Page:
Southeastern first U.S. public university to receive prestigious Latin American award
Contact: Rene Abadie
SOUTHEASTERN RECEIVES PRESTIGIOUS HONOR -- Southeastern Louisiana University was awarded the Ibero-American Council for Excellence in Education Award presented by a consortium of 18 agencies in Latin America for excellence in educational programming and relationships with Latin American nations and organizations. The award was presented in September in Panama City. From left are Mario Marenco, director of academic research for the council; Aristides Baraya, director of the Latin American Business Development Initiative for the Southeastern College of Business; Southeastern President Randy Moffett; John Crain, Southeastern provost and vice president for academic affairs; and Teresita Garcia, council board member.
HAMMOND – Southeastern Louisiana University became the first public university in the United States earlier this month to be recognized for its Latin American programs by the Ibero-American Council for Excellence in Education, a consortium of 18 ministries of education in Latin America.
Southeastern President Randy Moffett and Provost and Vice President for Academic Affairs John Crain received the Ibero-American Award in Honor of Educative Quality at the group’s annual meeting in Panama City. Also attending the event was Randy Settoon, dean of the College of Business, and Aristides Baraya, instructor in business and director of the College of Business Latin American Business Development Initiative.
At the event, Moffett was awarded an honorary doctorate in recognition of his support of Southeastern’s programs in Latin America; Crain received an honorary master’s degree in Ibero-American Education Management; and Baraya was presented the Medal of Honor for outstanding results in the management of Latin American programs.
The award, which has been offered since 2004, is given to educational institutions in Latin America, Spain and the United States that are recognized for delivering exceptional programs that foster unique learning experiences for Latin American people and that have a demonstrated excellent relationship with governments, non-profit organizations and universities in Latin American countries.
Southeastern receives multiple award nominations from Latin American nations. The nomination, evaluation and award process takes approximately nine months. Nominees are evaluated and measured against specific criteria. Southeastern was recognized for its academic excellence on its campus and in its Latin American programs, excellence in services, community service, instructional indicators, social contributions to the Latin American community and excellence in governmental and business relations with Latin America.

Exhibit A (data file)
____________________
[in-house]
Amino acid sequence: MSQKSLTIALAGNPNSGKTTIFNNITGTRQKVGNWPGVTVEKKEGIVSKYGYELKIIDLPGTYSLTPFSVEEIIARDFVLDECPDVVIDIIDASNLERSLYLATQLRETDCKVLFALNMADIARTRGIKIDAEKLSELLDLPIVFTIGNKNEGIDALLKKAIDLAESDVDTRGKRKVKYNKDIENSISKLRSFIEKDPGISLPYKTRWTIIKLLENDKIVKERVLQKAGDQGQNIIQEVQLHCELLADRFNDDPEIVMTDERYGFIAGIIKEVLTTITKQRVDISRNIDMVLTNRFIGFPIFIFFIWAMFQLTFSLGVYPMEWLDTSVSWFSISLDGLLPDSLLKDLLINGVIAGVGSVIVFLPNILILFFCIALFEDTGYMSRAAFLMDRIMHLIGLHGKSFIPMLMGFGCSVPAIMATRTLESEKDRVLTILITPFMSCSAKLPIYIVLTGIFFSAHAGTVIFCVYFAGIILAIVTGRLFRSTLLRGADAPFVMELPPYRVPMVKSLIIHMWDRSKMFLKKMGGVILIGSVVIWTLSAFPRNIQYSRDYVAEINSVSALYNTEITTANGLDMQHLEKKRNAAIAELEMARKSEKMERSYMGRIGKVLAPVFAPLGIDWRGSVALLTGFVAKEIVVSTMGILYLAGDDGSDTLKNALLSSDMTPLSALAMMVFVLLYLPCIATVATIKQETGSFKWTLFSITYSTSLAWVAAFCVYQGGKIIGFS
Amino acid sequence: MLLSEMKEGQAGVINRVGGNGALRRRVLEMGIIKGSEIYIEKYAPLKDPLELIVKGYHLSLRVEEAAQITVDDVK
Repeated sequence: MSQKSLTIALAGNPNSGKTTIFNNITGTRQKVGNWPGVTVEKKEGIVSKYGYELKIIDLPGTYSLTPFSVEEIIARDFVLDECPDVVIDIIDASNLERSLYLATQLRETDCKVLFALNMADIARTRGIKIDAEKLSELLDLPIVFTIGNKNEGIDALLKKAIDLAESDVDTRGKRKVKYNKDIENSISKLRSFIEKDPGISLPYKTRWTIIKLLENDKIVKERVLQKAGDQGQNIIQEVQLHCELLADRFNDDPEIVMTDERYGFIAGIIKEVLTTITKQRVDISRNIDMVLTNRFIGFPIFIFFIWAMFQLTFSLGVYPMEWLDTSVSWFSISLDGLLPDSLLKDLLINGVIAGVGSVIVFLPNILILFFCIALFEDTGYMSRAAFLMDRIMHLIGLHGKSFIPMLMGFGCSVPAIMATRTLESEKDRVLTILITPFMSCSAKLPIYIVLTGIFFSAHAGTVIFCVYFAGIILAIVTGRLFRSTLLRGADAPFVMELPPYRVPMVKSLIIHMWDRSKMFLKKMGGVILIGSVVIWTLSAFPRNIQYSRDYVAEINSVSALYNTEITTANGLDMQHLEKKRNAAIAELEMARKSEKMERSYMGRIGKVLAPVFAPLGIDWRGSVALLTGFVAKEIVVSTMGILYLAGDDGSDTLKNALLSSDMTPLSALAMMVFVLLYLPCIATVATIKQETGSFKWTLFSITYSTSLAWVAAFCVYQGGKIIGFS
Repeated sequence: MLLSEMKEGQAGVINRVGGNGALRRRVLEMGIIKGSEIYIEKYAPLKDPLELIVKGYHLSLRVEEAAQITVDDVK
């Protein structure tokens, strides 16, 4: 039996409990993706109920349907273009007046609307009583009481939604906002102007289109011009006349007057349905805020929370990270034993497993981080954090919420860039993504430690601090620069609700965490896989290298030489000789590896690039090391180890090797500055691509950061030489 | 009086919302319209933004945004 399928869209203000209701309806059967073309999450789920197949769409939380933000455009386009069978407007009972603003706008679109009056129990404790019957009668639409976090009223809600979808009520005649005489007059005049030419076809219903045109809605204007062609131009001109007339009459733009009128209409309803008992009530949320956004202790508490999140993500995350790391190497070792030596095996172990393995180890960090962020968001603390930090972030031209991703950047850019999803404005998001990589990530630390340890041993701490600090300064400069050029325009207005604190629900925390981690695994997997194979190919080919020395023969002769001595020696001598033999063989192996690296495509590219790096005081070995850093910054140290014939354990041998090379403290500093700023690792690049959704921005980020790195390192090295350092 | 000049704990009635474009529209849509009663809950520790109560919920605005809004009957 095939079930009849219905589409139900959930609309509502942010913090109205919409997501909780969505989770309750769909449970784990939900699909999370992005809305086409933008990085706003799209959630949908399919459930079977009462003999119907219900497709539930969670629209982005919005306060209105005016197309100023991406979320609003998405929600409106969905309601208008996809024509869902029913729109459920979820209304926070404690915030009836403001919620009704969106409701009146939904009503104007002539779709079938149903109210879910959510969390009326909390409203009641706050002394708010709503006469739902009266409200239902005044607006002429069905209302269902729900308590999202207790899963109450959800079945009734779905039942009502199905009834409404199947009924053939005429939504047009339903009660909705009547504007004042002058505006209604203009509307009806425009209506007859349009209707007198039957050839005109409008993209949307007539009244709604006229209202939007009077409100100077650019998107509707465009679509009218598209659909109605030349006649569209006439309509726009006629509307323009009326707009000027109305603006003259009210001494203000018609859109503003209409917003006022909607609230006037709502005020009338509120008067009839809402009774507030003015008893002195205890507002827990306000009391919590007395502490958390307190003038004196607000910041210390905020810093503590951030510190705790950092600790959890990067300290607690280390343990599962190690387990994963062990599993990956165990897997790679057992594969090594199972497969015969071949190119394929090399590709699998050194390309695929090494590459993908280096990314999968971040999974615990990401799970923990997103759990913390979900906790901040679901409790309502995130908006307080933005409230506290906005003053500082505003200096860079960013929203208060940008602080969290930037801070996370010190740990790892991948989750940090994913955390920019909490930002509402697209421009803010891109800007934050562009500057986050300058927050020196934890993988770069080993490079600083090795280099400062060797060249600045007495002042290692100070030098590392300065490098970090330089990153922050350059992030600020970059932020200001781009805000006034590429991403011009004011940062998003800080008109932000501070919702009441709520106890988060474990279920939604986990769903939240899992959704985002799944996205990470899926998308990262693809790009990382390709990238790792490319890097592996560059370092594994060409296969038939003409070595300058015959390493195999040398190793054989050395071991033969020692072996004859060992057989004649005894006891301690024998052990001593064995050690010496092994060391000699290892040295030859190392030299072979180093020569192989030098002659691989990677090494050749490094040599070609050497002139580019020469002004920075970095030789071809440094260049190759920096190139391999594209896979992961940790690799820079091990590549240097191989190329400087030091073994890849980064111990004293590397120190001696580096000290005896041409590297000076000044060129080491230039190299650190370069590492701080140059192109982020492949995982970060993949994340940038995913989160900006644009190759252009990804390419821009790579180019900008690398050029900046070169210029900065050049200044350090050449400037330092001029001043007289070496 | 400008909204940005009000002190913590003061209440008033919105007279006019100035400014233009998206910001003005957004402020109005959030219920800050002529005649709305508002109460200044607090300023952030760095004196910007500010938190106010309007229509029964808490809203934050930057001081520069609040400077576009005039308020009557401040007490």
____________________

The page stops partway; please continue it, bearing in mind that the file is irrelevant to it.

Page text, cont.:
“We are extremely proud to accept these honors from our friends and colleagues in Latin America,” Moffett said. “Over the years, we have worked diligently to establish strong relationships with these nations, their governmental agencies, universities and a wide range of other educational and economic development organizations.
“These programs promote international education and cultural exchange opportunities for our community, faculty, staff and students and provide valuable opportunities for exposure to a wide variety of diverse people, ideas and cultures,” he added.
“The exchanges with Latin American business coalitions and chambers of commerce have also helped stimulate economic development and trade opportunities that contribute to the economic wellbeing of the state of Louisiana,” said Baraya, who has been at the forefront of developing Latin American relationships with the Southeastern College of Business.
In addition to traditional study abroad programs for its own students, Southeastern offers numerous educational programs for Latin American businesses that include seminars and workshops for business leaders and entrepreneurs, artisans, attorneys and elected officials covering a wide range of business, telecommunications, marketing and economic topics. Southeastern is currently working on educational partnerships with the National University of El Salvador, The Univeridad Libre in Colombia and the National University for Distance Education is Costa Rica.
“We are pleased that we have been able to develop so many working alliances with governments, educational institutions, and non-profit agencies that have enabled us to expand our educational offerings for Latin America,” Baraya explained.
The Ibero-American Council for Excellence in Education, which is headquartered in Peru, promotes changes in educational systems designed to promote excellence in education through exchange programs. In addition to the ministries of education, the council is supported by UNESCO, the Center for Ibero-American Studies and Culture, Catholic University of Manizales in Colombia, the Latin American Association for Integration, and the Association of Higher Education of Brazil.